And then it’s okay, what ads do they run? I’m guessing it’s going to be run through the Bing ads platform is my guess, but they can pull data that Netflix already has about its viewers and their interests as well as their own. It sounds like a pretty formidable competitor to Google, not so much on the Search side but certainly on the Display network side, which uses demographics and behavior and past interests and things like that to trigger ads. And I think it’s going to be a very powerful combination and it’ll be very interesting to see when that rolls out probably over the next few months anyway.
Devin: Yeah, I agree. And I think this is probably a good, quick call out for folks as well in that more and more ad networks are going to continue to pop up and become self-serve and easier to work with. I think there’s a couple things to be considering there as a digital marketer is, one, what’s the quality of your data that you’re working with? Where is this data being sourced from? And if you hear the word third-party cookie at all within some type of promotion for that ad supported network, just run because it’s not going to be around forever. As we know the third-party cookies that are going away eventually.
Hans: Yep, yep. They’re cracking down on that.
Devin: Yeah. But with all this extra available inventory that’s not based on Google, attribution and measurement continues to be another high priority and something that folks need to be cognizant of. But the third thing I think, and most importantly is actually the strategy around what you do with these platforms and with all the platforms that are available, the new mediums and new formats, making sure that your messaging and your targeting are on point and getting in front of that right person, that’s going to be mission critical for any form of testing, whether it’s connected TV ads or display or whatever you’re doing. But those are three critical things to be considering, especially as connected TV is now starting to roll out.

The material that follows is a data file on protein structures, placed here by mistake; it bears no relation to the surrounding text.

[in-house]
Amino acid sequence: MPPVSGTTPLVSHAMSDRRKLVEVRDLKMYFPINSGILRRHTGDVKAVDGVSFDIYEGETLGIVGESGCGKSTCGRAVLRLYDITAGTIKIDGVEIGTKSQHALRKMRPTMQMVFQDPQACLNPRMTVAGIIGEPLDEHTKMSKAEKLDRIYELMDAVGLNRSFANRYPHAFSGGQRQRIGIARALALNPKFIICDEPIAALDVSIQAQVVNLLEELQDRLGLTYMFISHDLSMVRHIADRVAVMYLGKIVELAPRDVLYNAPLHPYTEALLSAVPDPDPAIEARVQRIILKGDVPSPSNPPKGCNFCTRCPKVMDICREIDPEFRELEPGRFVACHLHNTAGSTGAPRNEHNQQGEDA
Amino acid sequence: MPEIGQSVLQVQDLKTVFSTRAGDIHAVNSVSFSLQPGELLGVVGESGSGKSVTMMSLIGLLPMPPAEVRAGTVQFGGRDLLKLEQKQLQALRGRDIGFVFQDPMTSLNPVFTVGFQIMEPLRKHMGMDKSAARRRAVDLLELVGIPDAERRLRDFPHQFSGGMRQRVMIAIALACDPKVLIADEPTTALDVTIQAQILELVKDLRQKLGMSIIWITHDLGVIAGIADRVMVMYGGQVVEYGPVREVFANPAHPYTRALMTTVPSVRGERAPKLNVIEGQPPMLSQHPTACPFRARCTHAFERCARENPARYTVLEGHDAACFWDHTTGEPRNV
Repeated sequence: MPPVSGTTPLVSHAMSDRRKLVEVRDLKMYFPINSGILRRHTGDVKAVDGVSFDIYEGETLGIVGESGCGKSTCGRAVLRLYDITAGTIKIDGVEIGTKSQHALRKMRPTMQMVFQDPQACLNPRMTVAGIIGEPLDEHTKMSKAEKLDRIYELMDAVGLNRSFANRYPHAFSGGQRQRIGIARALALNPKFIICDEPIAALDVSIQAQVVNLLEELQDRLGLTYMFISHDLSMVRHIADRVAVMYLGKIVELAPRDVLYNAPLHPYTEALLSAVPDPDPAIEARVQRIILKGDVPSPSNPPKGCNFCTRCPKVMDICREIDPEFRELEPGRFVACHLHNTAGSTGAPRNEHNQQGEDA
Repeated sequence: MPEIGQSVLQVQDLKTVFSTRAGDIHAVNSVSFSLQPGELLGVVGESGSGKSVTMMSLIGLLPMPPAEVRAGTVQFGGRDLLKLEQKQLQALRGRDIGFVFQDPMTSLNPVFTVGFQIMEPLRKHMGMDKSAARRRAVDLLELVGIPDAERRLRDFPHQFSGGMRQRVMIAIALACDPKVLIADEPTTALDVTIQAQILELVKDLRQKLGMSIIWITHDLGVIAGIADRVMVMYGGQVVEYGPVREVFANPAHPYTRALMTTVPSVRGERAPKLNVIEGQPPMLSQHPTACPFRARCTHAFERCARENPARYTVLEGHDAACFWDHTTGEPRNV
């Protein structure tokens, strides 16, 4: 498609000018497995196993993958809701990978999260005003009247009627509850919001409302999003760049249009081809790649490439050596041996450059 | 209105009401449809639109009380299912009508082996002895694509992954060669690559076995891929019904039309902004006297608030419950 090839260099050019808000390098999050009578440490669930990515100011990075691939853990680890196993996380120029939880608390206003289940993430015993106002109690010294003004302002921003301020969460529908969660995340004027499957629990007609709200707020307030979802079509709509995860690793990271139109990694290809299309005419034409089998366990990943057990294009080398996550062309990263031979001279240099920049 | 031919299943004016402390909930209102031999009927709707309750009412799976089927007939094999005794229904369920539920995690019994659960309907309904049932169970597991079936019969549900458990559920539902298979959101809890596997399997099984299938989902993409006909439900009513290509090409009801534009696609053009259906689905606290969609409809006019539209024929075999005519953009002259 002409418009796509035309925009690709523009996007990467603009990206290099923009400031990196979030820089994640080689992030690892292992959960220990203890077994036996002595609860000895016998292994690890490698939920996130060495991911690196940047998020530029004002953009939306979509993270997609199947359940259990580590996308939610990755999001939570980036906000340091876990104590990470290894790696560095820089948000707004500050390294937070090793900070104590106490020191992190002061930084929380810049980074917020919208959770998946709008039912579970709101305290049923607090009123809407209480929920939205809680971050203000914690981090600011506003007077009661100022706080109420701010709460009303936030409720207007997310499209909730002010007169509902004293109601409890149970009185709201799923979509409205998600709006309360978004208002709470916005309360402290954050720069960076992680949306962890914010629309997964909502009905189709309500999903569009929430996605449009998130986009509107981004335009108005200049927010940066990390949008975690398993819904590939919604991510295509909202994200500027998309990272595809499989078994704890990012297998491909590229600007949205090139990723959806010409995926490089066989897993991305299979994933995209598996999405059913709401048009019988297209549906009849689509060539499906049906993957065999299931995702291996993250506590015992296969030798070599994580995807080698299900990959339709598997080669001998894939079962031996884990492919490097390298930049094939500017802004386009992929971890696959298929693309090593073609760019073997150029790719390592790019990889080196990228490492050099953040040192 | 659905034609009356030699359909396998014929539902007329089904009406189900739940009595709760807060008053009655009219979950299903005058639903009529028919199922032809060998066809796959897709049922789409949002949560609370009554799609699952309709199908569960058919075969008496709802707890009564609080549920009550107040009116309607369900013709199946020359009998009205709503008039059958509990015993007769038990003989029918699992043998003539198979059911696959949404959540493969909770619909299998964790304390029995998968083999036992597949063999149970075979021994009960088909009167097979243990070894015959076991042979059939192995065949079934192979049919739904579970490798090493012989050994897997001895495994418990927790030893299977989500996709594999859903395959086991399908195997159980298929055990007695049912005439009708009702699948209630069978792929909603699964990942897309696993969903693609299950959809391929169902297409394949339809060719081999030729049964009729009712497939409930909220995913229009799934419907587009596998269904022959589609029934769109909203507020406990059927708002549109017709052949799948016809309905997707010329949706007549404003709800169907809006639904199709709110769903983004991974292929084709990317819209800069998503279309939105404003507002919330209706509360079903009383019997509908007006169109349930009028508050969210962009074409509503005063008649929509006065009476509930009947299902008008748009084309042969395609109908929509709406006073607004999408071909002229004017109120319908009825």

Hans: One other thing I think, if you’ve been doing image ads, banners, and text ads all your life and you haven’t really dipped your toe into creating video content ads, now’s the time to get up to speed on that. Obviously when you’re showing an ad on a connected TV it’s got to be video. It’s not going to be static image, just doesn’t play right. If you haven’t got your resources together to start producing some short-form video to make people aware of your solution that you’re offering or whatever it is, then you better start coming up to speed and getting yourself educated on that pretty quickly because you’re going to need that in order to place ads on these platforms.
Hans: Okay. Well thanks, Devin. Always a pleasure. It’s exciting news. We’re keeping our fingers crossed and we’ll see how it shakes out. But we’ll stay on the forefront, and obviously as things develop we’ll provide some more information for our viewers.
Devin: Sounds good. Thanks Hans.
Hans: All right. See you.